Team-based learning (TBL), a structured form of small group teaching and learning, has gained popularity in health sciences curriculums. A growing number of medical schools have adopted TBL due to its numerous benefits for students.
Here are three reasons why educators should implement TBL in health sciences curriculums:
1) TBL allows students to improve learning retention.
The content taught in health sciences tends to be extensive – many students struggle with remembering or understanding them. The readiness assurance process in team-based learning ensures that students are able to understand the fundamental concepts. Students come prepared to the class and attempt individual readiness assurance test. After completing the IRAT, they attempt the same questions as a team. In TBL, students receive immediate feedback during TRAT, which allows them to discuss with one another and think critically before arriving at a consensual answer choice. Thus, TBL fosters active learning and promotes cognitive skills among students (Bengu, 2019), allowing them to improve learning retention.
Several professors from the Boonshoft School of Medicine in the United States found that students did better in assessments covering content taught using TBL compared to other methods.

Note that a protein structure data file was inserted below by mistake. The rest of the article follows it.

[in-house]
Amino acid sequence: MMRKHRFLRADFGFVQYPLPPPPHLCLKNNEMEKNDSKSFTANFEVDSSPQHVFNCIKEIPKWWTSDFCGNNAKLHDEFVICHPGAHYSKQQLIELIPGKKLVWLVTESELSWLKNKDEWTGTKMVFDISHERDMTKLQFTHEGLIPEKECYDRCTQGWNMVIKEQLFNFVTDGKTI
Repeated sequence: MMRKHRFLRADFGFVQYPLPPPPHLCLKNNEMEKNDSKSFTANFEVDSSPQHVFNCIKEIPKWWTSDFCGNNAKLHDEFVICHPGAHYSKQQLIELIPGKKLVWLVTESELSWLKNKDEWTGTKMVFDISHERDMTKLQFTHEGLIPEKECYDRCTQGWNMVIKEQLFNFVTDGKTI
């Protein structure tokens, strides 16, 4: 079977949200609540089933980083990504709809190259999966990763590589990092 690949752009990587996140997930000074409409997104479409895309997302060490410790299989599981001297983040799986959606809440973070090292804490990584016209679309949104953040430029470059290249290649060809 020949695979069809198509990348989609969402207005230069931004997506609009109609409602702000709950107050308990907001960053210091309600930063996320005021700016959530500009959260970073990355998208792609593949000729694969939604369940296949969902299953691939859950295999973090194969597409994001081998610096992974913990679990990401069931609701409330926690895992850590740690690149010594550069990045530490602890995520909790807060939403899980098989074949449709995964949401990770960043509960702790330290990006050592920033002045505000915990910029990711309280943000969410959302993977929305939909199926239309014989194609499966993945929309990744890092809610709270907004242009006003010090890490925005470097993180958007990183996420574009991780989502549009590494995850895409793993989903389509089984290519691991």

Additionally, according to research done by Reimshisel, Herring, Huang, and Minor (2017), learners reported that through the discussions and application of the material in TBL, they could have a deeper understanding of what they studied.
2) TBL develops workforce skills in students.
Health sciences students need to develop skills, such as teamwork, collaboration, problem-solving, etc., and not just focus on learning course content to pass numerous qualifying exams. For instance, health sciences professionals are expected to have strong critical thinking and teamwork skills (Bengu, 2019).
TBL provides a learning environment where students must work in teams to solve problems (Bengu, 2019), therefore, gaining collaboration skills and having a better overall learning experience (Parmelee and Michaelsen, 2010). Furthermore, future professionals will need to work together in a team to solve increasingly complex problems (Ho, Wong, Schoeb, Chan, Tang, and Wong, 2022).
TBL is also a suitable pedagogical method for interprofessional education (IPE). Students from various specializations in health sciences such as anatomy, physiology, neurophysiology, etc. work together in teams in a team-based learning setting, thus developing feedback skills, problem-solving skills, and learning from each other’s knowledge and experiences.
3) TBL allows students to become equal collaborators in their learning journey.
Peer evaluation is one of the essential components of TBL – this motivates students to contribute equally to the group work. Students are also encouraged to take accountability for their learning, which leads to feeling a sense of autonomy (Behling, Kim, Gentile, and Lopaz, 2017).
According to a study done by Ryan and Deci (2000), students become intrinsically motivated when they feel that they are in control of their learning. Therefore, they would be more engaged in classes; this leads to an improved understanding of the content tested in health sciences curriculums.
These are just three reasons – TBL brings many other benefits to students, and educators should consider this learning method for their health sciences classes.
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